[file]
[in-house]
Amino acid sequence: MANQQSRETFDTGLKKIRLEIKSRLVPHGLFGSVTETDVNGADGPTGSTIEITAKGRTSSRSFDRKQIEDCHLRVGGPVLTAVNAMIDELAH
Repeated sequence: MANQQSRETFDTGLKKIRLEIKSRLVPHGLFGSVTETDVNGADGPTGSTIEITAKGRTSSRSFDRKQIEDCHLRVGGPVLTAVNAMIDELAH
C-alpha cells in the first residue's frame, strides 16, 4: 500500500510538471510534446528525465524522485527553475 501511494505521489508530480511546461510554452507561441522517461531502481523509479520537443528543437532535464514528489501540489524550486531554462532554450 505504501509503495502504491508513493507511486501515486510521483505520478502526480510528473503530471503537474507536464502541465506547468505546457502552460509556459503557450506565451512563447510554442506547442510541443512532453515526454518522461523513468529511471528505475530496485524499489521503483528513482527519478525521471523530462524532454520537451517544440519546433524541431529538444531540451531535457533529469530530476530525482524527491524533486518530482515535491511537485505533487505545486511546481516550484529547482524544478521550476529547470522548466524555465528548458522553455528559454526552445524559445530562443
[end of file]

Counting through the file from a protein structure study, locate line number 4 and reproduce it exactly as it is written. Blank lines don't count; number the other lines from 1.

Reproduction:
C-alpha cells in the first residue's frame, strides 16, 4: 500500500510538471510534446528525465524522485527553475 501511494505521489508530480511546461510554452507561441522517461531502481523509479520537443528543437532535464514528489501540489524550486531554462532554450 505504501509503495502504491508513493507511486501515486510521483505520478502526480510528473503530471503537474507536464502541465506547468505546457502552460509556459503557450506565451512563447510554442506547442510541443512532453515526454518522461523513468529511471528505475530496485524499489521503483528513482527519478525521471523530462524532454520537451517544440519546433524541431529538444531540451531535457533529469530530476530525482524527491524533486518530482515535491511537485505533487505545486511546481516550484529547482524544478521550476529547470522548466524555465528548458522553455528559454526552445524559445530562443